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Old 10-09-2018, 08:05 AM   #16
Spear One
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Re: Scuba incident/accident/Rescue via USCG Florida Middle Grounds 08/16/2018

R
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Originally Posted by grey2112 View Post
Yes, very true. Amazing how so few people really stop and think about the "What ifs" of this hobby of ours. I know my brother does now after his last shark encounter and what he thought was an equipment failure that cut off his air, causing him to shoot up fast from 70 feet. Thank God he didn't get bent, but it was sheer luck or the grace of God. Gotta stay calm underwater when bad shit happens, and hopefully have thought through these worst case scenarios and have a plan in mind. (I have a mantra I go through in my mind in many scenarios, not just underwater. It is somewhat silly and not meant to be taken literally, most of the time, but it goes like this - "Be nice, be calm, but have a plan to kill everyone in the room.")
Well said I am just guessing on this but I believe most diving related injuries/emergencies are caused by panic. Panic is often induced by a lack of proper training on how to deal with “what if” scenarios or running out of air and the resulting panic that can cause. When I got certified back in the mid 1970’s we were taught that “panic kills”. I clearly remember hearing my instructor speaking those words and it sort of “shocked” me into the reality of understanding that if I screwed up as a diver I could die.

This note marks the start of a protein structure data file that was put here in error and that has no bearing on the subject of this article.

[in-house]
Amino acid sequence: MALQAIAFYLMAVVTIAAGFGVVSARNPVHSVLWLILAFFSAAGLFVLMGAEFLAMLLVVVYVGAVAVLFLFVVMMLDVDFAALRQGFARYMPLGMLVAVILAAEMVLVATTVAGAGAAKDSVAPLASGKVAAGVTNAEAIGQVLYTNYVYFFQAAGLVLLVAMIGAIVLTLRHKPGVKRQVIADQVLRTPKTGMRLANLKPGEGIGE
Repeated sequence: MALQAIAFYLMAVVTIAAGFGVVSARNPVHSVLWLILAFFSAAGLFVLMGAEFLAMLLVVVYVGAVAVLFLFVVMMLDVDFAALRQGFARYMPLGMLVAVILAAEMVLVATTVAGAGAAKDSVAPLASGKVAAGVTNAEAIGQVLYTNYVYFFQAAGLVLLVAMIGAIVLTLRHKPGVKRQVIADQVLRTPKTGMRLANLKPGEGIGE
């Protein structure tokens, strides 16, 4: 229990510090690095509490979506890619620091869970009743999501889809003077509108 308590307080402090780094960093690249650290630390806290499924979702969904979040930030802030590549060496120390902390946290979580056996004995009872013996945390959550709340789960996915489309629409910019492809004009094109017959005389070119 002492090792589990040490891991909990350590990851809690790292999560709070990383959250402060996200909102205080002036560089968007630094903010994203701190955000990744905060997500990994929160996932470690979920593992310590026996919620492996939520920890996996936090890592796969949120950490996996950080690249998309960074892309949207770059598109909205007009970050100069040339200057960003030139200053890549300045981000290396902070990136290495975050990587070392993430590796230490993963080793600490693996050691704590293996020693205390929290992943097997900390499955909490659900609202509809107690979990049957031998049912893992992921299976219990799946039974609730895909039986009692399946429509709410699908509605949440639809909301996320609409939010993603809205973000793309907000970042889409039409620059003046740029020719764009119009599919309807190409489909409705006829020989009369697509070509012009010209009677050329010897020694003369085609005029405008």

When I do spearfishing seminars we often have new or relatively new divers attending who want to start spearfishing. I always encourage them to ask questions and many do. However, their questions are almost always spear equipment or shark related......rarely do they ask me about diving related subjects like air management and bouancy control. I try to spend a lot of time at each seminar explaining how important proper buoyancy control is in spearfishing as I think many divers lack the ability or knowledge on how to attain and maintain perfect bouancy during a spearfishing dive.

Those of us who have been spearfishing a long time know that you can’t or won’t become a safe and successful scuba spearfisherman unless you are first a skilled and comfortable diver who has the experience and training to deal with unexpected situations, equipment failures, sharks, and the discipline to never run out of air.
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Old 10-09-2018, 09:13 PM   #17
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Re: Scuba incident/accident/Rescue via USCG Florida Middle Grounds 08/16/2018

I know both the Capt. and the diver and made many dives with both of them in the Middle Grounds. Sean was lucky that the incident didn’t cause permanent damage and he is going to make a full recovery but isn’t able to dive for 6 months which is an easy price to pay in my eyes.